Magic is not Just for Children

Baby examining grassMany think of magic as being a kid’s thing. It’s not. Kids don’t need it. Adults do.

Don’t get me wrong, kids enjoy magic programs. Magic can be a great tool for clearly presenting a memorable lesson. However, kids, especially younger ones, don’t need it because they haven’t lost their sense of wonder. They can still see the wonders, large and small, that surround us every day.
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The Real Secret of Magic

Card up sleeve

“How’d you do it?” That’s the one question we magicians aren’t ever supposed to answer. Well, I thought I’d make an exception and tell you how magic is really done. Yes, really. For starters, the hand is not quicker then the eye, it’s not all done with mirrors, and there is (almost) never anything up my sleeve. Magic uses physics, chemistry, optics, psychology and more, but those are not the real secrets either.

The real secret  comes down to managing information and assumptions. I know that doesn’t sound like much, but this is extremely powerful. If I can successfully manage the information people have and influence their assumptions, I can make anything seem to happen. Anything. Let me explain how it works.

First, I carefully control the information I make available to my audience. If I share everything that’s really happening, there’s no magic. I share what I want them to know, and hold other information back. This forces them to fill in the blanks of what they don’t know.

People have to interpret the information they have and fill in the blanks left by the information they don’t have. If people interpret the information they have correctly, they’ll understand what’s really happening. For me to make magic, I have to keep that from happening. That’s where the assumptions come in. If I can influence people to make false assumptions, they will misinterpret what is happening. The real power of this technique is that when it’s done properly, most people don’t even realize they’ve made any assumptions at all.

I use this technique to entertain. However, there are people who use it differently–both for good and evil. For example, armies use this technique to fool the enemy. It has also been abused by con artists, psychics, mediums, faith healers, and more.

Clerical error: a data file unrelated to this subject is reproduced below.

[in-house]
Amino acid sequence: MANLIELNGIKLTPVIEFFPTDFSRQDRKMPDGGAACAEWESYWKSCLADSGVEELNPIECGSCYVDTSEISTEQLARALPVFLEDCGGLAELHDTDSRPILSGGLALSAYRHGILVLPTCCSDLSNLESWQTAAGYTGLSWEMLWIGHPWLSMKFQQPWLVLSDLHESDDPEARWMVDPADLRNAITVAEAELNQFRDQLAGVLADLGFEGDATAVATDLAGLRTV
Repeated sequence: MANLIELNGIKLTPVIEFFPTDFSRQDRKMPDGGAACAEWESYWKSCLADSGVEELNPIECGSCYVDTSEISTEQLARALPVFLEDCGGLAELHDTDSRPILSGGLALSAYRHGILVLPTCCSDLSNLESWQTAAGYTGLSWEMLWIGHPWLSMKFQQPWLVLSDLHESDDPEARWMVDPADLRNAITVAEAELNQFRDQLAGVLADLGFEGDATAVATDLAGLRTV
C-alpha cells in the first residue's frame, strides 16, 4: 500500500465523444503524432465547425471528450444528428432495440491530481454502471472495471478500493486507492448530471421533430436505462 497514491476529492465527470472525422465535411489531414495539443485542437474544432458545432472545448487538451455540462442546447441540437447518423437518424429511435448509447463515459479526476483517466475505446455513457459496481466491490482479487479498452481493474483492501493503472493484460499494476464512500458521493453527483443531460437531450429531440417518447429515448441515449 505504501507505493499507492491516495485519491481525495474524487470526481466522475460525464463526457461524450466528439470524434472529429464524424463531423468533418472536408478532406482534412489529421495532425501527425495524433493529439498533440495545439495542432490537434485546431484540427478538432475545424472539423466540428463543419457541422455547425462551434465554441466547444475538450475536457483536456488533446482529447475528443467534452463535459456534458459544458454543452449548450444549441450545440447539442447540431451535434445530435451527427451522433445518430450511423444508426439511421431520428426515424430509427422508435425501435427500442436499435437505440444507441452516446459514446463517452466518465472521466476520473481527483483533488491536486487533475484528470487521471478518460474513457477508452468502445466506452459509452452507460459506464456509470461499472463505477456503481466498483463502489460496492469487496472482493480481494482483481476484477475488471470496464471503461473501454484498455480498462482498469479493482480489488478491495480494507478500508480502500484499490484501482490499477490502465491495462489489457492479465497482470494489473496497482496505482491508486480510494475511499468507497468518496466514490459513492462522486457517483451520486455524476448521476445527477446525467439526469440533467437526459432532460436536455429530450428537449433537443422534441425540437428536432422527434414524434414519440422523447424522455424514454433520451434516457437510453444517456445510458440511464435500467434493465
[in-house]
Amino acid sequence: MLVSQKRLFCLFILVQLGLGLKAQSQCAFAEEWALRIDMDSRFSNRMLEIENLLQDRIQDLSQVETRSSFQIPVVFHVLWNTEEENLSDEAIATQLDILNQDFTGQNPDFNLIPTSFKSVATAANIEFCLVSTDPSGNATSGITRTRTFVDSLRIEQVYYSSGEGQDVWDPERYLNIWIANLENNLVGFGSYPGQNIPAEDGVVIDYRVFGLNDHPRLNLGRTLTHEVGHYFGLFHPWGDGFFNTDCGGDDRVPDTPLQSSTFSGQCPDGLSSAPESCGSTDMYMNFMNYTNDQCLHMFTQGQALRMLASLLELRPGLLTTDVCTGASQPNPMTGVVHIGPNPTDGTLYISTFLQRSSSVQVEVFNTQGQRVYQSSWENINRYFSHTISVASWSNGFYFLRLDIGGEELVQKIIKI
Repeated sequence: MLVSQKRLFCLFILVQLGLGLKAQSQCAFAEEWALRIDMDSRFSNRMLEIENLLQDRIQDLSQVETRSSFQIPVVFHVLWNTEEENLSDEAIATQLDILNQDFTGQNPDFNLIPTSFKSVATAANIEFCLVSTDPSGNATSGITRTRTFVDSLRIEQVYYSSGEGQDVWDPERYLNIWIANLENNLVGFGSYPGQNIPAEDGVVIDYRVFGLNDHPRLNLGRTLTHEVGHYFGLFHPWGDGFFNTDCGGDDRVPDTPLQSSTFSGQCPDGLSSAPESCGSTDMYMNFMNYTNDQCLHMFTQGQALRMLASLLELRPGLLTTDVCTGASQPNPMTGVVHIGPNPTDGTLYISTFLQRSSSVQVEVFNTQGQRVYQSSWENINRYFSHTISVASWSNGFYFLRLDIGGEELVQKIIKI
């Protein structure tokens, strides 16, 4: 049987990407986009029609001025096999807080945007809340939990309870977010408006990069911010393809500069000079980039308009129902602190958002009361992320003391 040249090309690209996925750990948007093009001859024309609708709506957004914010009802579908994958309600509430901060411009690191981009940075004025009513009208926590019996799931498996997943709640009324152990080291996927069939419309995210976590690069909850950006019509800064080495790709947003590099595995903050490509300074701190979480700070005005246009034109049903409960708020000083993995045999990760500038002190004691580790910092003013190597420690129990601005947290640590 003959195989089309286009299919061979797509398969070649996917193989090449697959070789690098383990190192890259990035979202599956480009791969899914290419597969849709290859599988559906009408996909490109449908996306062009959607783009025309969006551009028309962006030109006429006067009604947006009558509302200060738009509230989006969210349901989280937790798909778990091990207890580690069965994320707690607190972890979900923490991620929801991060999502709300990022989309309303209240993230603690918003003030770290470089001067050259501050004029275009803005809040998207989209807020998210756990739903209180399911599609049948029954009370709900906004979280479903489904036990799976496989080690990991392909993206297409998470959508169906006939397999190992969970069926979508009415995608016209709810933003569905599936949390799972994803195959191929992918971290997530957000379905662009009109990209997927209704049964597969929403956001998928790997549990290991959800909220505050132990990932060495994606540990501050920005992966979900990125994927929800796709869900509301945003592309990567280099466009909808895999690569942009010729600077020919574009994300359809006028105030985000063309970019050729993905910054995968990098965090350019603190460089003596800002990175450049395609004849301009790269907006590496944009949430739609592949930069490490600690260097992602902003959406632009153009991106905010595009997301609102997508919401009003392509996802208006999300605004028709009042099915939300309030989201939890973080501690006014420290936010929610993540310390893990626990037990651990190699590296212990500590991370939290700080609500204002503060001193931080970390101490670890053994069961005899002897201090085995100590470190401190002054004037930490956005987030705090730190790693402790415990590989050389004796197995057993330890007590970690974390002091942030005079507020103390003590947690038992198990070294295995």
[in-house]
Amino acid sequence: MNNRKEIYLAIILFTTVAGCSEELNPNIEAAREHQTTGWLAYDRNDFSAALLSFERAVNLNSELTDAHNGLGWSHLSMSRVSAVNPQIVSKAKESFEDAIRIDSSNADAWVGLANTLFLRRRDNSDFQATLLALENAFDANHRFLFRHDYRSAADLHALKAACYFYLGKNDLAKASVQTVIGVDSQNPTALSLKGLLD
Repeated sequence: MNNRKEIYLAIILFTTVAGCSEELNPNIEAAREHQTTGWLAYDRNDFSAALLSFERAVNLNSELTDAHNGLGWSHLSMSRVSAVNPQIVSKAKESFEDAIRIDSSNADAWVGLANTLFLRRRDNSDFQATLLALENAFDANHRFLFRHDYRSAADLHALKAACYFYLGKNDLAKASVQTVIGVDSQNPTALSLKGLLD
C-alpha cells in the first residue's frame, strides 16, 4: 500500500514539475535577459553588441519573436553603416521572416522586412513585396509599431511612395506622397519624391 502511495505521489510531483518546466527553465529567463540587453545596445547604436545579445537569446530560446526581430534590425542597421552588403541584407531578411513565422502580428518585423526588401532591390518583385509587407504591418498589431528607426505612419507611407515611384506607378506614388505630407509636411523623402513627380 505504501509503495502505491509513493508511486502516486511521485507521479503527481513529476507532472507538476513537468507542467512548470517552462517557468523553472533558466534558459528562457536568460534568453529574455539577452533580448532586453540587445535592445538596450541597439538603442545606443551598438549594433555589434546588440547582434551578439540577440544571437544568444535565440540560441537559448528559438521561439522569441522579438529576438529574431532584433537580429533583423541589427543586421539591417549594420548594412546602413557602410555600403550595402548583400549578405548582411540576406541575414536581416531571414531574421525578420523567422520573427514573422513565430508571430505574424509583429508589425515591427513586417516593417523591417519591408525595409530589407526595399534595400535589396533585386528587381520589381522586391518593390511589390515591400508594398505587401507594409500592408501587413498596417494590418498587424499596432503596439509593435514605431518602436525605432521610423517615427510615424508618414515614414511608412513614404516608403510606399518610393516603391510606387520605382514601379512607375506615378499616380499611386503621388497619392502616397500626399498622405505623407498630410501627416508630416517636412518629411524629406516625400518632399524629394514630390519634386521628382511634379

In life, we never operate with complete information. We have to interpret the limited information we do have through our assumptions. If our assumptions are correct, we’ll correctly interpret the information we do have. However, if our assumptions are wrong, then we’ll come to the wrong conclusion. In the context of a magic show, incorrect assumptions are harmless. In other areas of life, they can potentially have catastrophic consequences.

What are the assumptions we use to live our lives? What are they based on? Do we stick with what others have taught us? Do we pick something that “feels right” and hope for the best?

Only God never makes assumptions. Because he knows everything, he doesn’t need to fill in the blanks, or work with limited information to figure out what’s happening. God is the only solid foundation there is. If we don’t want to be deceived about the things that really matter, we must base our assumptions on God and his Word.

It’s a Demon!

Gargoyle

One question I am asked fairly often is whether some of the magicians on TV use demonic power to accomplish their feats–particularly levitation. People also ask me whether demons enable psychics to know the future.  So in this second post in my series on the occult and paranormal, I thought I’d briefly address the topic of demons.

People have a lot of ideas about what demons can do, but where are we getting our information? Does the Bible indicate that demons can make people or objects levitate? Does the Bible tell us that demons know the future? Unfortunately, I think our understanding of demons is based more on Hollywood than Scripture.

So what does scripture really say about Satan and demons? A good place to start is Jesus’ own words in John 8:44, that the devil is “a liar and the father of lies.” So Satan is a deceiver. (And I think it is reasonable to say the same about demons in general.)  So is it possible that displays of demonic power are, at least in some cases, nothing but deception? As an entertainer using stage magic, I can appear to levitate people and objects. Through entirely natural means, I can seem to foretell the future. 2 Thessalonians 2:9 talks about Satan using what would be literally translated as “lying wonders.” The New Living Translation puts it this way, “This man will come to do the work of Satan with counterfeit power and signs and miracles.” In at least this instance, the power is fake! Isn’t it likely that Satan is using “lying wonders” or “counterfeit miracles” today?

As a magician, I can say that I have never seen any levitation or predictions of the future that couldn’t be accomplished entirely by natural means. That is not to say that there is no demonic influence. I am only saying that the supposed manifestation of power is not necessarily what it appears.

Don’t misunderstand me, I am not arguing that demons have no power. Scripture clearly says otherwise. Satan is “like a roaring lion looking for someone to devour.” (1 Peter 5:8) I am in no way suggesting that demons are harmless. As we are reminded in Ephesians 6:12, “For our struggle is not against flesh and blood, but against the rulers, against the authorities, against the powers of this dark world and against the spiritual forces of evil in the heavenly realms.”

What I am saying is that our beliefs about demons, and the spirit realm in general, need to be based on the truth presented in Scripture, not movies and popular culture. While Satan and demons are genuinely powerful, they ate finite created beings. They are not all-powerful or all-knowing. We do not need to live in fear of them. The Bible is clear that we should fear God alone. (Matthew 10:28).